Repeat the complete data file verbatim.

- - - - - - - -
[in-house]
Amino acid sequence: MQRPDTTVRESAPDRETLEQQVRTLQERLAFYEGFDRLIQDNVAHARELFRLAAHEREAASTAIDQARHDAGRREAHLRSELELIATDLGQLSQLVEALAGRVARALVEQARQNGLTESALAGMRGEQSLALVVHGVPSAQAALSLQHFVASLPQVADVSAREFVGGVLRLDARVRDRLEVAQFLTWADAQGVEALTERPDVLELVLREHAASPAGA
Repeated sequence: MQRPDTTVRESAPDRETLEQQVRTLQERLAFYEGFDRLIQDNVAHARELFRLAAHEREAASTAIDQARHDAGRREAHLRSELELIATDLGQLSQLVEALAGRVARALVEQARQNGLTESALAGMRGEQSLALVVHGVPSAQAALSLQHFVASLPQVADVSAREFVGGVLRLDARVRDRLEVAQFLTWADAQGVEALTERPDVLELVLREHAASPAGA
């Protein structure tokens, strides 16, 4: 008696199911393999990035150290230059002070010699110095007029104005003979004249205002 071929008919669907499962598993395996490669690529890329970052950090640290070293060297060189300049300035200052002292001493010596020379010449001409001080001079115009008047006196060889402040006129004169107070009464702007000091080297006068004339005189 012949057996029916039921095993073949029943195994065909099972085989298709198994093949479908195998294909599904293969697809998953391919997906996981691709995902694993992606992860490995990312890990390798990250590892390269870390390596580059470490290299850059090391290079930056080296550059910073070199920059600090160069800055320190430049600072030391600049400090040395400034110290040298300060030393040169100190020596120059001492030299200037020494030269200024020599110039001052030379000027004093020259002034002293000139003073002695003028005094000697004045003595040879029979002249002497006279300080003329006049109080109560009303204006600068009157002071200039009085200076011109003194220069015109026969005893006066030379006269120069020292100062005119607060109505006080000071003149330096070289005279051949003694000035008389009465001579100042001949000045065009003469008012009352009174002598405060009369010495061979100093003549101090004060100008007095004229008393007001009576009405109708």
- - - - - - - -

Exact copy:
[in-house]
Amino acid sequence: MQRPDTTVRESAPDRETLEQQVRTLQERLAFYEGFDRLIQDNVAHARELFRLAAHEREAASTAIDQARHDAGRREAHLRSELELIATDLGQLSQLVEALAGRVARALVEQARQNGLTESALAGMRGEQSLALVVHGVPSAQAALSLQHFVASLPQVADVSAREFVGGVLRLDARVRDRLEVAQFLTWADAQGVEALTERPDVLELVLREHAASPAGA
Repeated sequence: MQRPDTTVRESAPDRETLEQQVRTLQERLAFYEGFDRLIQDNVAHARELFRLAAHEREAASTAIDQARHDAGRREAHLRSELELIATDLGQLSQLVEALAGRVARALVEQARQNGLTESALAGMRGEQSLALVVHGVPSAQAALSLQHFVASLPQVADVSAREFVGGVLRLDARVRDRLEVAQFLTWADAQGVEALTERPDVLELVLREHAASPAGA
């Protein structure tokens, strides 16, 4: 008696199911393999990035150290230059002070010699110095007029104005003979004249205002 071929008919669907499962598993395996490669690529890329970052950090640290070293060297060189300049300035200052002292001493010596020379010449001409001080001079115009008047006196060889402040006129004169107070009464702007000091080297006068004339005189 012949057996029916039921095993073949029943195994065909099972085989298709198994093949479908195998294909599904293969697809998953391919997906996981691709995902694993992606992860490995990312890990390798990250590892390269870390390596580059470490290299850059090391290079930056080296550059910073070199920059600090160069800055320190430049600072030391600049400090040395400034110290040298300060030393040169100190020596120059001492030299200037020494030269200024020599110039001052030379000027004093020259002034002293000139003073002695003028005094000697004045003595040879029979002249002497006279300080003329006049109080109560009303204006600068009157002071200039009085200076011109003194220069015109026969005893006066030379006269120069020292100062005119607060109505006080000071003149330096070289005279051949003694000035008389009465001579100042001949000045065009003469008012009352009174002598405060009369010495061979100093003549101090004060100008007095004229008393007001009576009405109708």